The California housing crisis is causing more Americans to move back in with their parents. According to the most recent analysis of U.S. Census data from Zillow, over one-fifth of adults under the age of 40 lived with their parents in the San Francisco and San Jose metro areas in 2017.
This is a 65% increase for San Francisco and a 56% increase for San Jose since 2005. Zillow researchers say these numbers are incredibly striking because of low unemployment rates and a relatively booming economy.
However, despite a booming economy wages have been stagnant over the last decade and housing prices have skyrocketed in recent years. The U.S. housing market has just recently begun to swing back into a buyer’s market after the market reached a point where no buyer could afford the real estate.
“Millennials are facing a double whammy,” said Matt Regan, public policy and housing expert for California’s Bay Area Council. “They are behind a couple of eight balls. They are living through one of the biggest housing crises in history while saddled with the biggest student loans in history.”
“They are often at the bottom of the income ladder,” added Regan, “and they are getting forced out of the region or moving back to their old rooms at home.”
Sarah Mikhitarian, a senior economist at Zillow, says that living with parents may allow younger Americans to save enough money for a down payment, security deposit, or another type of big expense. This may be true considering many new homeowners are unaware of the additional costs that come with buying a house.
These additional costs include closing costs, costs for inspections (90% of U.S. homeowners say a home inspection is necessary), and costs for renovations.
Some potential homeowners may choose to install carpet flooring, which can last as long as a wooden shed at 15 years, or install tinted windows, which can save 40% on homeowners’ utility bills in the long run.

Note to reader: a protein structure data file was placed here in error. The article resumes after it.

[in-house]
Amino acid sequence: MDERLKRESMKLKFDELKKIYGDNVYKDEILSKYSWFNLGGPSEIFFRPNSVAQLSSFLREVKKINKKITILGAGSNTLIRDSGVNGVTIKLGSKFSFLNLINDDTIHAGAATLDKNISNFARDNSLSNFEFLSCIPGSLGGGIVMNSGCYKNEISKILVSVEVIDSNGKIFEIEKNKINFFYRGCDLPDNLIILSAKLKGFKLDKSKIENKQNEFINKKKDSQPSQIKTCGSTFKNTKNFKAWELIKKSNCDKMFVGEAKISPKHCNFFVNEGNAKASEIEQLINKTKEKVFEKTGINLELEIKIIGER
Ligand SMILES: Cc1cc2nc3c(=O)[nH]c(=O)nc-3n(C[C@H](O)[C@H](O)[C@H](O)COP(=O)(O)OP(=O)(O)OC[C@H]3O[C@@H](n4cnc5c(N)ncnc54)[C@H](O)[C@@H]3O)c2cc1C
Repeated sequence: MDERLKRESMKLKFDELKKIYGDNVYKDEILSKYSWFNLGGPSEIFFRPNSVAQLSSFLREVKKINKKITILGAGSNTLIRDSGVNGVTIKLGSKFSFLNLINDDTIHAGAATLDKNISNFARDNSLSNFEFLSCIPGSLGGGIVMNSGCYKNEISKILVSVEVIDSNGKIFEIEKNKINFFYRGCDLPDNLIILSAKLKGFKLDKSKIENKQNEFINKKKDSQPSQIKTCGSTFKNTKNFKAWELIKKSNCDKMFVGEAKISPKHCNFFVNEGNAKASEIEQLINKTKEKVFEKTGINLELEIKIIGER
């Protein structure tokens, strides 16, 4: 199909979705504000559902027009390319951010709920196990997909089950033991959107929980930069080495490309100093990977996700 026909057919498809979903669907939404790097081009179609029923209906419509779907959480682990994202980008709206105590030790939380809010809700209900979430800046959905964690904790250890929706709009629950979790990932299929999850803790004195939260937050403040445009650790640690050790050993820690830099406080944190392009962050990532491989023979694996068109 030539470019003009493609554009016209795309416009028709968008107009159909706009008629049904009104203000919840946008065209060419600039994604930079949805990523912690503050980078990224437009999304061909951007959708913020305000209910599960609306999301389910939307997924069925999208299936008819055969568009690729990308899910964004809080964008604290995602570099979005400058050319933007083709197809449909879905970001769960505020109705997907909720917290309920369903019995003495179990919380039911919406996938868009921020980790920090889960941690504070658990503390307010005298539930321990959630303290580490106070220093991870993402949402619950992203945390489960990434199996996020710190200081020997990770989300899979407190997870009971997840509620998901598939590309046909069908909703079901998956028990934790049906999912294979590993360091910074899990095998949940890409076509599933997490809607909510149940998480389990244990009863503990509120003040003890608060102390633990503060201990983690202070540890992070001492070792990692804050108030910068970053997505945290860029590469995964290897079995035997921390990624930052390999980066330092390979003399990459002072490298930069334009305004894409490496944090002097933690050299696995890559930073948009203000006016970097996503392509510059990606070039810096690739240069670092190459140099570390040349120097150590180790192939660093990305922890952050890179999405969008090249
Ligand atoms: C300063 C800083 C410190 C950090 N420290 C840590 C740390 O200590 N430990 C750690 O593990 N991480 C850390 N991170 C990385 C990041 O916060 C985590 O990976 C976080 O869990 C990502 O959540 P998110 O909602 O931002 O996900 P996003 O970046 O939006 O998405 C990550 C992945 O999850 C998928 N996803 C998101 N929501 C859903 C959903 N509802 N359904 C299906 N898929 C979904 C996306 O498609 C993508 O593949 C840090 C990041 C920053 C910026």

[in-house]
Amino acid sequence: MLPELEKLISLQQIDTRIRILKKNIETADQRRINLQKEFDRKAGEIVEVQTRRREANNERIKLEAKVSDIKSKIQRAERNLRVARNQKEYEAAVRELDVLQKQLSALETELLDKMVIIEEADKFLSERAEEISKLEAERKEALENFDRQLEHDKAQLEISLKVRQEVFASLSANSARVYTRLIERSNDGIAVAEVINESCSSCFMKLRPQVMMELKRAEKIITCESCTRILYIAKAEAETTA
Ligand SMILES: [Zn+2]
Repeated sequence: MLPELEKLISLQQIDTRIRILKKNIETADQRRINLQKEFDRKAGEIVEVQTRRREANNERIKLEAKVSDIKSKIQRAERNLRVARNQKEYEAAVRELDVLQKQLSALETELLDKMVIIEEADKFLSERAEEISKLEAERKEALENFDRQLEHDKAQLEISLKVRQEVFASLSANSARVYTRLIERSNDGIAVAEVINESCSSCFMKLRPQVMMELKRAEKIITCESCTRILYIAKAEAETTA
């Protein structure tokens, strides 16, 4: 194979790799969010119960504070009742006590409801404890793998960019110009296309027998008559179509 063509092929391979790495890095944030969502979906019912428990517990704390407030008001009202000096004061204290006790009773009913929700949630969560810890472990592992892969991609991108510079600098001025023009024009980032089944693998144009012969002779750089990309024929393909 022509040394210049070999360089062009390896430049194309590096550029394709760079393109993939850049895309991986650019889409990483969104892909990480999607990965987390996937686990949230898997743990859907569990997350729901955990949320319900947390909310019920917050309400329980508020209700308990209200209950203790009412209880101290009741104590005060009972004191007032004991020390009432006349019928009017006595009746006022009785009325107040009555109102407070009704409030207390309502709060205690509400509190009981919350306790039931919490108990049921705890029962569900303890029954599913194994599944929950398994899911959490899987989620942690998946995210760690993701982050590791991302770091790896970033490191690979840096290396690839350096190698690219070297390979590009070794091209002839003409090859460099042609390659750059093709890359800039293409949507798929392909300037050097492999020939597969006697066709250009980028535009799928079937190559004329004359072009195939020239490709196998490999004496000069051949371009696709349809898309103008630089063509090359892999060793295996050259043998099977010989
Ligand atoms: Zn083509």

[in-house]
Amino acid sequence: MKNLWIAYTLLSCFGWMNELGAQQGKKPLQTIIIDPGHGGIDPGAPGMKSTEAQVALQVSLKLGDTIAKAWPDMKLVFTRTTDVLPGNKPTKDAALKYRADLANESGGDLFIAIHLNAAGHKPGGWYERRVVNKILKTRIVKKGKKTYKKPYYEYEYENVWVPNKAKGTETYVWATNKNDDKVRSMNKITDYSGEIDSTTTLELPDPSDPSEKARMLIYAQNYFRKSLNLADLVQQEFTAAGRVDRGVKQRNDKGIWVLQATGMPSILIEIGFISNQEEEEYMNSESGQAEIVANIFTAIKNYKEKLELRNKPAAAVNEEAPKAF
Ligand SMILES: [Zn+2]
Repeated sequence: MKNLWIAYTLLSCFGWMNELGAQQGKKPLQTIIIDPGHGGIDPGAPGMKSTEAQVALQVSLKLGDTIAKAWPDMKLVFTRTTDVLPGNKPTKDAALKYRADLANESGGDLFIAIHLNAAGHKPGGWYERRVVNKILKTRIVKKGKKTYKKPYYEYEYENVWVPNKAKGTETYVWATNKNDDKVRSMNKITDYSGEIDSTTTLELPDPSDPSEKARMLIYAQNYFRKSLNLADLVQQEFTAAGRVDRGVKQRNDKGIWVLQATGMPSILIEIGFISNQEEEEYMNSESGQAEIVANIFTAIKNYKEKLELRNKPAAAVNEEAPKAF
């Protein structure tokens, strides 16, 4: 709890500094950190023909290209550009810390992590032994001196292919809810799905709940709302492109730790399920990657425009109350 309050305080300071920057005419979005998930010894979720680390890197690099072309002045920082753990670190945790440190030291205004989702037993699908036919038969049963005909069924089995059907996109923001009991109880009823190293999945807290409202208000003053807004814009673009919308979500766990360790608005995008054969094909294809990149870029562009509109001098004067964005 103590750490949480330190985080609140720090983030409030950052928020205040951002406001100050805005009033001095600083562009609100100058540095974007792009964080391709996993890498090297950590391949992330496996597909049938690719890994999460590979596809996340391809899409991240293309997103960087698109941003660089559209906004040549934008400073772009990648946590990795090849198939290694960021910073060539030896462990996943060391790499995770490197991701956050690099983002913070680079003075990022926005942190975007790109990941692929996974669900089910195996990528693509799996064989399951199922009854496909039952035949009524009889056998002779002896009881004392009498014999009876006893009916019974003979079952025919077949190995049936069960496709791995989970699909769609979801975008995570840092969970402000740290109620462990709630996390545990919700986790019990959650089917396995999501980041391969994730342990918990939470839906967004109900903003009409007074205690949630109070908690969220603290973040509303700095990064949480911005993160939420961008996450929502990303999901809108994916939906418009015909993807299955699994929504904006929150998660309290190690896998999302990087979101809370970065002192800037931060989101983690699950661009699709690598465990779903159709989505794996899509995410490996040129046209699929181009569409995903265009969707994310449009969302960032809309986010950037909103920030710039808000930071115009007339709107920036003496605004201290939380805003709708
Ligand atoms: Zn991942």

But homeowners who want to invest in these types of renovations or houses that already have these features need to save up for years to afford them. This is especially true in San Jose and San Francisco, says Mikhitarian.
“It’s crazy where the housing market is right now,” said Regan. “It’s pretty hostile to young people. They have to struggle just to scrape by.”
Unfortunately, the California housing crisis isn’t anything new. Bills are currently struggling to get passed in the state legislature including legislation aimed to cap rent increases, set new rules for evictions, and build more housing.
Assemblyman Rob Bonta, D-Oakland, sponsored the Assembly Bill 1481. The bill would require landlords to have a valid reason before evicting their tenants. Bonta says it’s up to the state legislature to come together and get the bill to Governor Gavin Newsom, who pledges to build new housing and curb homelessness in the state.
However, it isn’t only Assembly Bill 1481 that Bonta and other Californians want passed. According to Curbed Los Angeles, at least six bills that were created to relieve the state’s housing crisis are making their way to the legislature and many Californians are worried the bills won’t pass.
Senate Bill 50, which would have increased buildings heights around transit areas, was shelved by Senator Anthony Portantino despite two-thirds of California voters supporting the bill. “This isn’t the right fix at this time to do that,” said Portantino.
Some Californians disagree. Farhad Manjoo, a columnist for the New York Times, said the California housing crisis isn’t a crisis but an emergency.
“The problems of affordable housing and homelessness have surpassed all superlatives,” said Manjoo, “what was a crisis is now an emergency that feels like a dystopian showcase of American inequality.”